Turkey’s human rights record was last reviewed in 2015 during the UPR. This was the third time in 10 years that Turkey’s record has come under review

Diplomats, minister, prominent members of Turkish media and human rights defenders – including those who have been forced into exile – were present at the event. Also in attendance was former U.S. Ambassador-at-Large for War Crimes Issues in the Office of Global Criminal Justice Ambassador Stephen Rapp. Louise Pyne Jones, head of research, International Observatory of Human Rights (IOHR) moderated the event. Two panels were held. The first was called “Press Freedom” and included Yavuz Baydar, editor-in-chief of Ahval; Evin Baris Altintas, journalist and blogger; and Massimo Frigo; senior Legal Advisor for International Commission for Jurists (ICJ). The second panel, “Human Rights Defenders,” included Dr. Sebnem Korur Fincanci; president of the Human Rights Foundation in Turkey; Nurcan Baysal, award-winning Turkish Human Rights Defender and Journalist; and Anne van Wezel, former co-chair EESC EU-Turkey Joint Consultative Committee.

Following an attempted, and failed, “coup” against the ruling Justice and Development (AKP) Party in 2016, President Recep Tayyip Erdogan accused many of his opponents and naysayers, including journalists who were critical of him and his government, of supporting terrorism and prosecuted many of them. Erdogan also suggested that the attempted coup was the work of exiled Imam Fethullah Gulen and his movement, which Turkey considers a terrorist organization. Turkey has asked for the United States to extradite Gulen. Gulen has been living in the United States in a self-imposed exile since 1999. Over 250 people died as a result of the failed coup attempt.

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Soon after the coup, Turkey implemented a state of emergency (SOE) which it said: “was put into effect in order to ensure the continuity of effective implementation of the measures for the protection of the rights and freedoms of our citizens, democracy and the rule of law.” However, the AK Party’s critics have maintained that the AK Party used the umbrella of its broader emergency powers and continuously postponed ending that state of emergency, in an attempt to destroy its political opposition.

Many journalists were apprehended under this state of emergency until it was lifted on July 19, 2018. As such, for three straight years, and up until 2019, the Committee to Protect Journalists ranked Turkey as the worst jailer of journalists in the world. According to Turkish, English, and Arabic-language news site Ahval, when China jailed 48 journalists to Turkey’s 47.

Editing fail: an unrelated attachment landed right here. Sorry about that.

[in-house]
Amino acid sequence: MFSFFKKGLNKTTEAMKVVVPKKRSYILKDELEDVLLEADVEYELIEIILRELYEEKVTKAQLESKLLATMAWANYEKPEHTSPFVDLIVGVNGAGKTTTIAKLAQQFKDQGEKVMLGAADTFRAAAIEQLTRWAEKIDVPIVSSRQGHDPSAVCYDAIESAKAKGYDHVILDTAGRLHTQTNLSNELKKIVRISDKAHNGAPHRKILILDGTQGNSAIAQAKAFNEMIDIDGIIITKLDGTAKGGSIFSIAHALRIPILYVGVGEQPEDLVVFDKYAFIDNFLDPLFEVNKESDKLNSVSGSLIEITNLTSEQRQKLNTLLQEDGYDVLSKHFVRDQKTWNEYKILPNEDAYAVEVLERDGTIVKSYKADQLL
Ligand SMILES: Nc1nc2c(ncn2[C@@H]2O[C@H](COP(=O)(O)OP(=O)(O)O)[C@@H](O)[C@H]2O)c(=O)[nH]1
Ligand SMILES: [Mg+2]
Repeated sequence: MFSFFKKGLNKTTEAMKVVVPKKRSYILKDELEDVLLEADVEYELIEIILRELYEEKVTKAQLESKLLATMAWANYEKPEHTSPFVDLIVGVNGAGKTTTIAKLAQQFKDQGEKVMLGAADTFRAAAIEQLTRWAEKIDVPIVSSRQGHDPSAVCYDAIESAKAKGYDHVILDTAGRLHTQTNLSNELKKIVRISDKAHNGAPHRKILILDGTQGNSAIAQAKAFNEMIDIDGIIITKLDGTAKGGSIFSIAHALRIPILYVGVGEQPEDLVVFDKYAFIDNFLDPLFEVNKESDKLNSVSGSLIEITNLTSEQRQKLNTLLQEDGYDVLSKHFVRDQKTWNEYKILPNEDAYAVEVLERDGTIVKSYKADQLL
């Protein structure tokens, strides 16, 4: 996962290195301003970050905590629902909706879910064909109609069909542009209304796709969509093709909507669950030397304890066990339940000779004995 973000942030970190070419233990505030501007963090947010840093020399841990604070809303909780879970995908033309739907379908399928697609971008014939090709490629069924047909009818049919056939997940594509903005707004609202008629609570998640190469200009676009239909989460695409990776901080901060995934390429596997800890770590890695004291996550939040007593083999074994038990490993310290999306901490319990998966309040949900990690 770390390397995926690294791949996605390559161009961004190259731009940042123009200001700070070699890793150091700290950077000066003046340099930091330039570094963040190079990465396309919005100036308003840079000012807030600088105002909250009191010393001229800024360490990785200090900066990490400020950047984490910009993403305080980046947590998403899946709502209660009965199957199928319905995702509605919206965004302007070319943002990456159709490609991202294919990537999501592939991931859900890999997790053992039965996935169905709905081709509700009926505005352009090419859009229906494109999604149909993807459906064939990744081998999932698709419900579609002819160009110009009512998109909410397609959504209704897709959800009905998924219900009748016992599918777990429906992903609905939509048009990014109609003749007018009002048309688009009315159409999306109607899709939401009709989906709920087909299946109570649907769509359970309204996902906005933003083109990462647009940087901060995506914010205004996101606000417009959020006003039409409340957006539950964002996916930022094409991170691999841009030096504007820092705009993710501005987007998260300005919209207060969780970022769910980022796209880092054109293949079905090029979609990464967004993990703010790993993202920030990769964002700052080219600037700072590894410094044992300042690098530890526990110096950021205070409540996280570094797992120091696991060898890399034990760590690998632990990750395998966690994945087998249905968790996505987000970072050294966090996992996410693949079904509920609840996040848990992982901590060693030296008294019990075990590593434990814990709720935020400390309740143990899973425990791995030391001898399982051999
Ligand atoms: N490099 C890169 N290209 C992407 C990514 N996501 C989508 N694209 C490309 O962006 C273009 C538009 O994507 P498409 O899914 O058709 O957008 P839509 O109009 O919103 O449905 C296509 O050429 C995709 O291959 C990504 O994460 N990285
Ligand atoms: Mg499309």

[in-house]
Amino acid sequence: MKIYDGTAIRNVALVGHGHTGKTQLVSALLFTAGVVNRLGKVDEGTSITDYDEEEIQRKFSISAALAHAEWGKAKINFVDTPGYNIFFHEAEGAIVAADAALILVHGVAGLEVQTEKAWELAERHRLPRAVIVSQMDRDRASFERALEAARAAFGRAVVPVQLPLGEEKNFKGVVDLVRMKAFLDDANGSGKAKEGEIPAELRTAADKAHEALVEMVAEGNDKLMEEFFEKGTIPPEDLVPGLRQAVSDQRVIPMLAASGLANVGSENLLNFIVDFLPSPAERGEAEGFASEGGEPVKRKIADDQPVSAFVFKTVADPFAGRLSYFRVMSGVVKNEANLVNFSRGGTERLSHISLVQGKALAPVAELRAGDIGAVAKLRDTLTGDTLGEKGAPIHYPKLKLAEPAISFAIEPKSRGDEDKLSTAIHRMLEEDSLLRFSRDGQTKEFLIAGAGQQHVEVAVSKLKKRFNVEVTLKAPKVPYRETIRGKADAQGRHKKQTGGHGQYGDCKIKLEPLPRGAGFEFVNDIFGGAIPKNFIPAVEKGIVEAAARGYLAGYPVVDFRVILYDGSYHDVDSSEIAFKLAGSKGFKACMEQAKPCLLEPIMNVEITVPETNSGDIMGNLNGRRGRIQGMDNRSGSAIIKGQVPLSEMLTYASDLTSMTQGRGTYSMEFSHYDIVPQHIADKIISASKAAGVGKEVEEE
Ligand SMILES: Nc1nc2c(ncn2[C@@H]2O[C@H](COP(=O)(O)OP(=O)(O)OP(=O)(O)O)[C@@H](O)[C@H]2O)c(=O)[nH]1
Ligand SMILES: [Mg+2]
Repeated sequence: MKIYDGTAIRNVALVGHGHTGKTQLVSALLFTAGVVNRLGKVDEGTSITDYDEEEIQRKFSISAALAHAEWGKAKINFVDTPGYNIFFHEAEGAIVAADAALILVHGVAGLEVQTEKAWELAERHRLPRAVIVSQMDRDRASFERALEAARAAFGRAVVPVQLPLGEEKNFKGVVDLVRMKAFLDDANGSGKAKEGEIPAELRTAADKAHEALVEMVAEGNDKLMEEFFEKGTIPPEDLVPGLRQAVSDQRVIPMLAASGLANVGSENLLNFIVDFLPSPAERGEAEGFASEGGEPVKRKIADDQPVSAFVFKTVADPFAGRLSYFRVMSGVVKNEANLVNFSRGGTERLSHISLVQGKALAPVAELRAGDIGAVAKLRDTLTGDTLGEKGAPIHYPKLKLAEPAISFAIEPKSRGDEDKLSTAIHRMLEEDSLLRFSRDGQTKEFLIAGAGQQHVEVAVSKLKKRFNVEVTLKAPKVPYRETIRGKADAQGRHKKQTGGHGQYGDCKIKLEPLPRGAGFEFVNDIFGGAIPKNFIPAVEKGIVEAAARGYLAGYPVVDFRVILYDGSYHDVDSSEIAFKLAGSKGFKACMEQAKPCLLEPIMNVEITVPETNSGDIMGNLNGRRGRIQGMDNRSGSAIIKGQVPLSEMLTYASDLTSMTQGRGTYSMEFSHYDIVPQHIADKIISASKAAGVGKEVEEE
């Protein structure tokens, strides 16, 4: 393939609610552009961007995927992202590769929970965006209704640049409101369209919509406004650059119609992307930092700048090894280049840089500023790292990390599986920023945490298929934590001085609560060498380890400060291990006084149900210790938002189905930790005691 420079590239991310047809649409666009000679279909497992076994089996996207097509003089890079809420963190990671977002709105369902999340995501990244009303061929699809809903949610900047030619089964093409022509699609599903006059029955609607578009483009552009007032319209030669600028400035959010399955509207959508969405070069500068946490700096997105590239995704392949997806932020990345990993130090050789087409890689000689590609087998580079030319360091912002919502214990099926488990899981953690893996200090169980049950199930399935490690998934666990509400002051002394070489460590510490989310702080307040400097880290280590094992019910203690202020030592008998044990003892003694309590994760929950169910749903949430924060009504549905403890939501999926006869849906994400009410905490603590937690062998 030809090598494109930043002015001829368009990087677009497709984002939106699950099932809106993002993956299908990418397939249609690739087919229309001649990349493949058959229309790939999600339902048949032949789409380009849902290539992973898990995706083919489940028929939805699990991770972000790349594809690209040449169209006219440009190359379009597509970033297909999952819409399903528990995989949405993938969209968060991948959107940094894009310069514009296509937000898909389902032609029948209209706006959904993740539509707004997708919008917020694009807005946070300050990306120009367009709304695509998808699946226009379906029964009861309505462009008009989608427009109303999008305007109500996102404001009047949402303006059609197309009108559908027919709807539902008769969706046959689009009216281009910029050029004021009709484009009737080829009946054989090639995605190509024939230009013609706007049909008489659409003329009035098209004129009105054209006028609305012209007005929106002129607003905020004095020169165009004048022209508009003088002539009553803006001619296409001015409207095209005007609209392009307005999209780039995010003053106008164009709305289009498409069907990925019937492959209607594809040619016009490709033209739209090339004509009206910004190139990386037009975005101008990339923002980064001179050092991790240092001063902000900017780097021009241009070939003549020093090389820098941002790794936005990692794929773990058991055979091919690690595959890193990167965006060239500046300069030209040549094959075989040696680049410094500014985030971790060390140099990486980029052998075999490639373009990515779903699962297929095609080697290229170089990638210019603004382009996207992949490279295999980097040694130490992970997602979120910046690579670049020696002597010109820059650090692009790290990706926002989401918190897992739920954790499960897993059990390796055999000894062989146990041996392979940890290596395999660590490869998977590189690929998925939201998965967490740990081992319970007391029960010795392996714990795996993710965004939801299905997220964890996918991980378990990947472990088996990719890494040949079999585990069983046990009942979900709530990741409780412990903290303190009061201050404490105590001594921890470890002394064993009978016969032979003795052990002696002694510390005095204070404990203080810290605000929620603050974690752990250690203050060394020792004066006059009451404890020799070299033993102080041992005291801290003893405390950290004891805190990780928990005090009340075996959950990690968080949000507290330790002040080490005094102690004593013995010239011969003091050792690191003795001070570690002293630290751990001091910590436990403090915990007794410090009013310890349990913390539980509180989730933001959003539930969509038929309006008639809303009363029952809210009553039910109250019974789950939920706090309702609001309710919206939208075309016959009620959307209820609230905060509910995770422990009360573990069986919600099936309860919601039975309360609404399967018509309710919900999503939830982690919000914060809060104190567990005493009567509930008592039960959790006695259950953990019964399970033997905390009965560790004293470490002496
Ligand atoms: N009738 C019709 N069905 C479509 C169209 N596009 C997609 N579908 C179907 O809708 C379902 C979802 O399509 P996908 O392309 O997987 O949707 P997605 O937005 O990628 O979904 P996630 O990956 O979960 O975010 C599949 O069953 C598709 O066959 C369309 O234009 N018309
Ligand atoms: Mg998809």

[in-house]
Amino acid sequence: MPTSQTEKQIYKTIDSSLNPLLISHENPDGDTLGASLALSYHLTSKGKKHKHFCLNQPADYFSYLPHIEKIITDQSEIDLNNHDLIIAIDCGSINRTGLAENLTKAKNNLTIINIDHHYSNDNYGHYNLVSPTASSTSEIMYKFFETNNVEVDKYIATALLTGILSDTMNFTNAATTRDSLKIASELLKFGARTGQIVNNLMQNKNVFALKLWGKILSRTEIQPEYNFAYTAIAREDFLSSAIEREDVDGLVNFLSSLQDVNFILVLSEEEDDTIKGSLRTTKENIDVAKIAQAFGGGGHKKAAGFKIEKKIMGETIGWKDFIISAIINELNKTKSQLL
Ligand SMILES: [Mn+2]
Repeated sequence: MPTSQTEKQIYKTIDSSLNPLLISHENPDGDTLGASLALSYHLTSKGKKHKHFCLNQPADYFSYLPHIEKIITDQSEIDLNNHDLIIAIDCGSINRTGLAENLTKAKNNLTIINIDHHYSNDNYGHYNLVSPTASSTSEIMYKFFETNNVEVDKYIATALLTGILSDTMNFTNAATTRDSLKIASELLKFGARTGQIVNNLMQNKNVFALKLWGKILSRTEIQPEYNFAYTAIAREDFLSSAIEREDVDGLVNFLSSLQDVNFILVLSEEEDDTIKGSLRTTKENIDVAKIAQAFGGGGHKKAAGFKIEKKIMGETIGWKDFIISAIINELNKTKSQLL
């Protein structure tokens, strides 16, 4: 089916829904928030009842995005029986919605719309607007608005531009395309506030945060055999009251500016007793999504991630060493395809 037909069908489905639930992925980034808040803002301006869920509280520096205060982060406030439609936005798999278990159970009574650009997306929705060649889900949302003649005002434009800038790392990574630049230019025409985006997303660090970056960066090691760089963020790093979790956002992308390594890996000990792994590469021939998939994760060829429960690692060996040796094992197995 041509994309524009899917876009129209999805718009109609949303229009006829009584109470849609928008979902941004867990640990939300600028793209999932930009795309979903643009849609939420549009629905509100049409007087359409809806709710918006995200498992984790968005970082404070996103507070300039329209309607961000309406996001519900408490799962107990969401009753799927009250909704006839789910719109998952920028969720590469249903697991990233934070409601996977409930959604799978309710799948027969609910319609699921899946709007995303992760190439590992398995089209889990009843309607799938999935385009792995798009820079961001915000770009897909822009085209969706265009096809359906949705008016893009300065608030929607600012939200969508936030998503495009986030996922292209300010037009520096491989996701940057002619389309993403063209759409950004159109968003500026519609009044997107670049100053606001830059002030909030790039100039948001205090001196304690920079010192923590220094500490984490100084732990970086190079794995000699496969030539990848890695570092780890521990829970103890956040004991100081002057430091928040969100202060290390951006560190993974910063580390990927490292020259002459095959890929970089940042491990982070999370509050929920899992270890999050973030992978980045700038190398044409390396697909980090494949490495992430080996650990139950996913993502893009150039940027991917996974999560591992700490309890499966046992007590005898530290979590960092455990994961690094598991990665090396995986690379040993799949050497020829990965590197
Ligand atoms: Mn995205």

Nurcan Baysal, an award-winning Kurdish Human Rights Defender, Journalist, and contributor to Ahval, said she was even cautious with the words she used on the panel discussion for fear of punishment by the Turkish government. “We are censoring ourselves because of these fears,” Baysal said. “For example, before coming here I asked myself if I should use certain words, should I use the word invasion, or should I use the word war, because today in Turkey even to say war is forbidden,” she said. “Everything that I say has an effect on not only my life but of the lives of my children and family.”

Ahval editor in chief Yavuz Baydar said, “No state or power can decide who is a journalist, it is the domain for professional organizations and should always be separate from power.”

According to the IOHR, “In the previous UPR cycle of Turkey, the Turkish government officially supported 14 recommendations related to strengthening the legal framework on freedom of expression and 5 recommendations specifically related to bringing terrorism legislation in line with international human rights standards.

Hugh Williamson, the Europe and Central Asia director at Human Rights Watch recently said, “The huge number of journalists, politicians, and perceived government critics in prison and on trial flies in the face of the Turkish government’s public statements about the state of human rights in the country “Turkey’s disregard of human rights is a disservice to its citizens, who deserve to live with dignity and freedom.”

Meanwhile, Turkey’s state-run pro-government newspaper the Daily Sabah put out propaganda about the Erdogan government writing, “U.N. Human Rights Council highlighted Turkey’s achievements in the fields of judiciary, human rights and humanitarian causes on Tuesday during a Universal Periodic Review (UPR) meeting in Geneva.”